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henk717 wrote on 2020-06-13, 15:23:

The T5710 maps USB sticks as a harddrive trough BIOS emulation, so all you need is a regular USB stick.
Windows 3.11 can be done, but Rufus is not the way to go for that. You want to use the HP USB Storage Format Tool and the DOS files of your choosing.
I do have it running with a modified copy of MS-Dos 7.1 that identifies differently and is compatible.

Hi,
in pure MS-DOS 6.22 USB sticks (in FAT or FAT32) don't work as harddrive. So maybe MS-DOS 7 is needed?
Thanks

Reply 15 of 16, by RichB93

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I have one of these; works well with UNISOUND to get DOS compatible audio from the onboard soundcard. CPU performance is awful though, not surprising given that the chip actually translates x86 on the fly and has a 16MB cache to assist. But my god, the Radeon 7000 is starved. Carmageddon II is even a slideshow; my Pentium MMX runs the game better.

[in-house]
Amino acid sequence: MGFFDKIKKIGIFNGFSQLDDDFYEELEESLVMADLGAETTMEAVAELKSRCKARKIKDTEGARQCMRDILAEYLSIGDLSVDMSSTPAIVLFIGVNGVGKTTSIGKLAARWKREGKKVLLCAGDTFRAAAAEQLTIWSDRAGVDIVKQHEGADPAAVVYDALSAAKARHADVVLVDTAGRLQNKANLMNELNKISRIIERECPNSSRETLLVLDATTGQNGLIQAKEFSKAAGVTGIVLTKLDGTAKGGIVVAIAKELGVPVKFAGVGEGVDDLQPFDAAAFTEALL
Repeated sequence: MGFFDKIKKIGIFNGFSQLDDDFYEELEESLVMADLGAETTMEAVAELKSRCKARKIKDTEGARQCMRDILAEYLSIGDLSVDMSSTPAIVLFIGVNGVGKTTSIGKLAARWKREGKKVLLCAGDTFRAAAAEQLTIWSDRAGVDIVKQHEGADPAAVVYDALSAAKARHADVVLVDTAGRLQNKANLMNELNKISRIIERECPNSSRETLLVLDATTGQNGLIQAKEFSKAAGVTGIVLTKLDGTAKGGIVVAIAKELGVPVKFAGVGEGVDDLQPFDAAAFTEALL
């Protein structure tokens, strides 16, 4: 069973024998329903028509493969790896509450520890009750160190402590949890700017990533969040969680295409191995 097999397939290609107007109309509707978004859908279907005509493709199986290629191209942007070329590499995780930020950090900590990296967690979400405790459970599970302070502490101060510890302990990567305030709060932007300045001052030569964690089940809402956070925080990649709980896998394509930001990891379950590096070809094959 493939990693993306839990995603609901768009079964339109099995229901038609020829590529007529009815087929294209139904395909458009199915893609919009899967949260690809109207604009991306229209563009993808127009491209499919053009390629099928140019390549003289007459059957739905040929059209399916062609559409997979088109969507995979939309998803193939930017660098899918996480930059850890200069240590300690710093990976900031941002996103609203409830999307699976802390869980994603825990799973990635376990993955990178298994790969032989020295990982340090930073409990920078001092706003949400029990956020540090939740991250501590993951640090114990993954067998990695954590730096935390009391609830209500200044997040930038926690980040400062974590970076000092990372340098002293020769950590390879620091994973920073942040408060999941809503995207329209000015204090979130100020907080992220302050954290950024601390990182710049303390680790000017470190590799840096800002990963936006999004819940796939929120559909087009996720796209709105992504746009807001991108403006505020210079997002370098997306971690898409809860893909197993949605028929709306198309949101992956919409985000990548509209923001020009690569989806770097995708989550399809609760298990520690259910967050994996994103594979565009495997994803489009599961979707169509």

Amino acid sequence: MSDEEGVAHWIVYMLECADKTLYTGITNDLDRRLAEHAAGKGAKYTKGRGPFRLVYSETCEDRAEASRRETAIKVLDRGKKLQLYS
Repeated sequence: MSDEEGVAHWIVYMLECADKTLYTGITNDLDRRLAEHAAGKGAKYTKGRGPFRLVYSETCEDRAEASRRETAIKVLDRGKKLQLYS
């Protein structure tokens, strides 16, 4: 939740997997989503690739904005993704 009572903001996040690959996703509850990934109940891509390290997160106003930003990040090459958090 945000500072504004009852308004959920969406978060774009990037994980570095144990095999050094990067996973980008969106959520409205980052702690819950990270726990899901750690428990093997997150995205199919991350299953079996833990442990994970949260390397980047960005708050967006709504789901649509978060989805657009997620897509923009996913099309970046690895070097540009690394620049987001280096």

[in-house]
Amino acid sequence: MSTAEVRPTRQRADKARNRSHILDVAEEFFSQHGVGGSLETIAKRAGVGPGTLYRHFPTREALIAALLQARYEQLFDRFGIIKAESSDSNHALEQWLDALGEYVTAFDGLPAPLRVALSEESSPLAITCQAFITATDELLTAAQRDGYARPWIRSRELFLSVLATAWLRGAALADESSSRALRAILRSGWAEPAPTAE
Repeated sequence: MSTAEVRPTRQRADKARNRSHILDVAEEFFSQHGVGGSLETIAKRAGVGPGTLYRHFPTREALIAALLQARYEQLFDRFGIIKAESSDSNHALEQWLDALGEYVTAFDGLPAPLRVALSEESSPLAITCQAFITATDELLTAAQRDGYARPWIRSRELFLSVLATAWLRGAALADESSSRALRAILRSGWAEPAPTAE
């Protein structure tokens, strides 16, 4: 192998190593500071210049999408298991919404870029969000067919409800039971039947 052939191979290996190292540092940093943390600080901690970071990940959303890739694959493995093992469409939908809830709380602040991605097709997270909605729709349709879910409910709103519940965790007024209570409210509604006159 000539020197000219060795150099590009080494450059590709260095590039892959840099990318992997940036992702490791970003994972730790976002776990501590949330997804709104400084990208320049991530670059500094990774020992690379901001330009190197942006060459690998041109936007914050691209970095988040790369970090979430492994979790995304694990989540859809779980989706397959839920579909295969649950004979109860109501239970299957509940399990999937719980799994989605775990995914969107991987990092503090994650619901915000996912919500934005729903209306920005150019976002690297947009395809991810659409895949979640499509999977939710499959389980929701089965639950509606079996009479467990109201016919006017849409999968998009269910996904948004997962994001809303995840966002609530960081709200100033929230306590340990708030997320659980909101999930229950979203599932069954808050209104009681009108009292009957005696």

Reply 16 of 16, by Jo22

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RichB93 wrote on 2020-10-17, 01:53:

I have one of these; works well with UNISOUND to get DOS compatible audio from the onboard soundcard. CPU performance is awful though, not surprising given that the chip actually translates x86 on the fly and has a 16MB cache to assist. But my god, the Radeon 7000 is starved. Carmageddon II is even a slideshow; my Pentium MMX runs the game better.

The Transmeta Crusoe was advertised with Windows Me, if memory serves.
Me on the other hand had lots of new 32-Bit stuff included - likely borrowed from Windows 2000..
In a pure 32-Bit environment, it should work better than under Windows 98.
Simply think of the Transmeta CPU as a sibling of the Pentium Pro. 😉